4 Brake Safety Statistics That Will Stun Anyone in Transportation Operations & Dispatching
Dispatchers are well aware that the vehicles they direct can pile on a lot of mileage as a part of day-to-day operations. Many are driven hard, and the wear and tear of constant braking throughout the year can have a cumulative effect. That’s what makes regular brake check-ups so vital, as the industry continues to work on improving safety. Every September, Brake Safety Day unearths new figures regarding on-the-spot brake inspections in the US and Canada.
What statistics did Brake Safety Day uncover this year, and what can aspiring dispatchers learn from them? Here’s a closer look.
The CVSA Physically Inspected 7,698 Vehicles in the US and Canada on Brake Safety Day
An annual day organized by the Commercial Vehicle Safety Alliance (CVSA), Brake Safety Day consists of thousands of inspections of the brake systems on commercial trucks in Canada and the US. The initiative is organized by both the Canadian Council of Motor Transport Administrators (CCMTA) as well as the U.S. Department of Transportation’s Federal Motor Carrier Safety Administration (FMCSA).
This official backing makes Brake Safety Day a landmark safety campaign, with local participants managing to inspect 1,337 individual trucks in Canada and 6,361 in the United States on Thursday, September 7th. This means that every minute of Brake Safety Day, an average of five vehicles were being physically inspected, with the aim of “identifying and removing vehicles with critical brake violations from our roadways.”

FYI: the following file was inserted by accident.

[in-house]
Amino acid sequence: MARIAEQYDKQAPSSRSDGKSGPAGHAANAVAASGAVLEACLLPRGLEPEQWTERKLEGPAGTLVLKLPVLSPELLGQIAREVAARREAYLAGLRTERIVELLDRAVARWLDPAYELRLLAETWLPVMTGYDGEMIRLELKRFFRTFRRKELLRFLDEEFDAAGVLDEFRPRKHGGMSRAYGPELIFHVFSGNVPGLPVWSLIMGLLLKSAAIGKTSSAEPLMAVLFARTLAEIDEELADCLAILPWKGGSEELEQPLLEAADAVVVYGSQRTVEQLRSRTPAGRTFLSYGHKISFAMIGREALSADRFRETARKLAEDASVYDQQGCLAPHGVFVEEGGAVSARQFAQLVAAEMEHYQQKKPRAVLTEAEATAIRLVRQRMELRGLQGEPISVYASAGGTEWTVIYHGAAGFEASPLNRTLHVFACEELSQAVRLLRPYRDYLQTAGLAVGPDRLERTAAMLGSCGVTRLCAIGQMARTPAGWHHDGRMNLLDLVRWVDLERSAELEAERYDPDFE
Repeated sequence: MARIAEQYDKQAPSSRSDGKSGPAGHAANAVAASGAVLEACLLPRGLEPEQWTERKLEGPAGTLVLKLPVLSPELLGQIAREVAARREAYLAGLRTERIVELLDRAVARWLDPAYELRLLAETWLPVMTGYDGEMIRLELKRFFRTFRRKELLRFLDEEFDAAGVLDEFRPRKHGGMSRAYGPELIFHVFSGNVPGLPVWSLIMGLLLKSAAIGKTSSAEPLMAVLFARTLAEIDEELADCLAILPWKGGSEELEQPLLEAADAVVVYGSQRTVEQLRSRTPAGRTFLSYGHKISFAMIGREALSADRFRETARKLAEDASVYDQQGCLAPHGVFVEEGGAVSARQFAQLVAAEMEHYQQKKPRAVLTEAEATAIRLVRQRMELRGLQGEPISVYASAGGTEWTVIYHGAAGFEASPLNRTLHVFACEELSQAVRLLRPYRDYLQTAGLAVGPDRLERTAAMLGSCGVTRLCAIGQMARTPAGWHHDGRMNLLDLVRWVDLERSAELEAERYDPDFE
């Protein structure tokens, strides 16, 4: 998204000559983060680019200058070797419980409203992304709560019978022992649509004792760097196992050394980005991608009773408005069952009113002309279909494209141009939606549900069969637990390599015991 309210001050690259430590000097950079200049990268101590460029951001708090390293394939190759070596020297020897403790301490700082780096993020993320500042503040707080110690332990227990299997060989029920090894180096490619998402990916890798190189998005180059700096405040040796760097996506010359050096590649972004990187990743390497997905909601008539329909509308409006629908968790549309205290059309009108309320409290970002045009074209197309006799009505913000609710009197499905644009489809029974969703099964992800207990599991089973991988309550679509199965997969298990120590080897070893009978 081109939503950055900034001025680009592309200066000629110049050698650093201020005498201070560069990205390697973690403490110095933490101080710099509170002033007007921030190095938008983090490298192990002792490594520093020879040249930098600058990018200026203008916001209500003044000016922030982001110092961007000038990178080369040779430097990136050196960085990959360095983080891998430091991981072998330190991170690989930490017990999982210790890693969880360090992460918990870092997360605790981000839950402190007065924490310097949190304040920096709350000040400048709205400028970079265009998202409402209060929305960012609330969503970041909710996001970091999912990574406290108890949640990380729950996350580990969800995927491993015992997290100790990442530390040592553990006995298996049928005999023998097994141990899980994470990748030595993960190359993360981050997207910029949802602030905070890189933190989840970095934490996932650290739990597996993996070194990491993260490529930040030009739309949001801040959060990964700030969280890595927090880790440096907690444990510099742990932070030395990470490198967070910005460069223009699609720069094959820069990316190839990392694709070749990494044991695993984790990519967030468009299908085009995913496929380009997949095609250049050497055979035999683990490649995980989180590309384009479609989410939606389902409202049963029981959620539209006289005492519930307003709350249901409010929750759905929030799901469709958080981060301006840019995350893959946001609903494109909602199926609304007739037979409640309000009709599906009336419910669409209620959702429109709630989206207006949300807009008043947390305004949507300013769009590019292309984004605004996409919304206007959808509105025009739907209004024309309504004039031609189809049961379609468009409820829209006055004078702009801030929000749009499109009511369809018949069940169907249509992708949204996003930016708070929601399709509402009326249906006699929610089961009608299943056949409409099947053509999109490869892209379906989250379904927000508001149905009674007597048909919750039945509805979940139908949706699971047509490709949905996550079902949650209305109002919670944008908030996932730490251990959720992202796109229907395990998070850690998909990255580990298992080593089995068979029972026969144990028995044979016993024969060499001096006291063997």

A Whopping 14 Per Cent of Vehicles Were Removed from Service with Brake Violations
Part of the reason the industry looks out for the Brake Safety Day report every year is the important insights it can offer. This year, 14 per cent of all vehicles inspected were deemed to be in poor enough condition to warrant an ‘Out of Service’ (OOS) status, removing them from the road and from planned routes immediately—with fines in place of up to $25,000 USD ($31,000 CAD) should the vehicle be utilized again without being fixed. This resulted in over a thousand vehicles being withdrawn from service over a single day, a serious development in the transportation operations & dispatch world. As dispatching students know, having a truck put out of service can have a big impact on meeting delivery deadlines and keeping customers happy.
The Increase on 2016’s Figures Will Concern Anyone With a Career in the Transportation Industry
Compared to the same figures reported in 2016, brake-related OOS violations were ultimately up from 13.2 per cent to 14 per cent. While it’s not a huge jump, it’s still a worrying trend for an industry that is focussed on consistently improving safety figures.
As anyone with a career in the transportation industry can attest, part of the reason for this jump is that there has been an increased number of delivery vehicles on roads given the improved economic environment. An increase in the number of deliveries could have put strain on maintenance teams. However, professionals working in transportation know that even during boom times, safety is always important.
ABS Violations Were Common: A Worrying Discovery for Those in Transportation Operations
Any driver who has had to hit the brakes on an icy road knows of the crucial edge that ABS systems can give in providing better control and preventing skidding. For this reason, the CVSA also records ABS maintenance stats. Worryingly, it reported that 14 per cent of trailers had defective ABS and that 11 per cent of all inspected air-braked power units with ABS weren’t functioning up to par. It shows that there’s room for improvement—an important challenge that the next generation of transportation professionals can help tackle.
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